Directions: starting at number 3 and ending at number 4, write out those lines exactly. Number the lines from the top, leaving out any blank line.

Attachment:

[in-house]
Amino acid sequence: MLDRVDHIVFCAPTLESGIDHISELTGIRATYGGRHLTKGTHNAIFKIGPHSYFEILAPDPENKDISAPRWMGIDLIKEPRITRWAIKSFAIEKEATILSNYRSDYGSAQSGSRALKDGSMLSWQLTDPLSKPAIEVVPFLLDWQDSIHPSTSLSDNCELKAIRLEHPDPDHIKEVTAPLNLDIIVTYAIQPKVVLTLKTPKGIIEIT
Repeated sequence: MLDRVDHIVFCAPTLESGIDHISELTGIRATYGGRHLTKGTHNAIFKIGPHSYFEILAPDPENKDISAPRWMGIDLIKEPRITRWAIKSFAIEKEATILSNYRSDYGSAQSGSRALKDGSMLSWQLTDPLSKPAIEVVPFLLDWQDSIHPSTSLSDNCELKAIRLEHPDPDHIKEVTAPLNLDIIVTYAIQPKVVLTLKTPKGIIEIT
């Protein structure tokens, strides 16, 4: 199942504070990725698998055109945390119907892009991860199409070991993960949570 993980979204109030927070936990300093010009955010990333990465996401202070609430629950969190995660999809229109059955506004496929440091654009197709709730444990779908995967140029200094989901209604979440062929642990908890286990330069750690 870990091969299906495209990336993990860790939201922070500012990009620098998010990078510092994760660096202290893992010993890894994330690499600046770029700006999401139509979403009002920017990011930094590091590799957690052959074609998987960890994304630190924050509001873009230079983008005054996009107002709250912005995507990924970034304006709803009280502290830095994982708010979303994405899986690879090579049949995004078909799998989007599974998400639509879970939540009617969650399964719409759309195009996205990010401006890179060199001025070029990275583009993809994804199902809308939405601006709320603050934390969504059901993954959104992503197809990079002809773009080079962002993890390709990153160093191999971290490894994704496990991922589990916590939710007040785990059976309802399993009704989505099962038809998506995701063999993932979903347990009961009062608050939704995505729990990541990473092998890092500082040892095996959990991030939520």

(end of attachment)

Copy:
Repeated sequence: MLDRVDHIVFCAPTLESGIDHISELTGIRATYGGRHLTKGTHNAIFKIGPHSYFEILAPDPENKDISAPRWMGIDLIKEPRITRWAIKSFAIEKEATILSNYRSDYGSAQSGSRALKDGSMLSWQLTDPLSKPAIEVVPFLLDWQDSIHPSTSLSDNCELKAIRLEHPDPDHIKEVTAPLNLDIIVTYAIQPKVVLTLKTPKGIIEIT
């Protein structure tokens, strides 16, 4: 199942504070990725698998055109945390119907892009991860199409070991993960949570 993980979204109030927070936990300093010009955010990333990465996401202070609430629950969190995660999809229109059955506004496929440091654009197709709730444990779908995967140029200094989901209604979440062929642990908890286990330069750690 870990091969299906495209990336993990860790939201922070500012990009620098998010990078510092994760660096202290893992010993890894994330690499600046770029700006999401139509979403009002920017990011930094590091590799957690052959074609998987960890994304630190924050509001873009230079983008005054996009107002709250912005995507990924970034304006709803009280502290830095994982708010979303994405899986690879090579049949995004078909799998989007599974998400639509879970939540009617969650399964719409759309195009996205990010401006890179060199001025070029990275583009993809994804199902809308939405601006709320603050934390969504059901993954959104992503197809990079002809773009080079962002993890390709990153160093191999971290490894994704496990991922589990916590939710007040785990059976309802399993009704989505099962038809998506995701063999993932979903347990009961009062608050939704995505729990990541990473092998890092500082040892095996959990991030939520």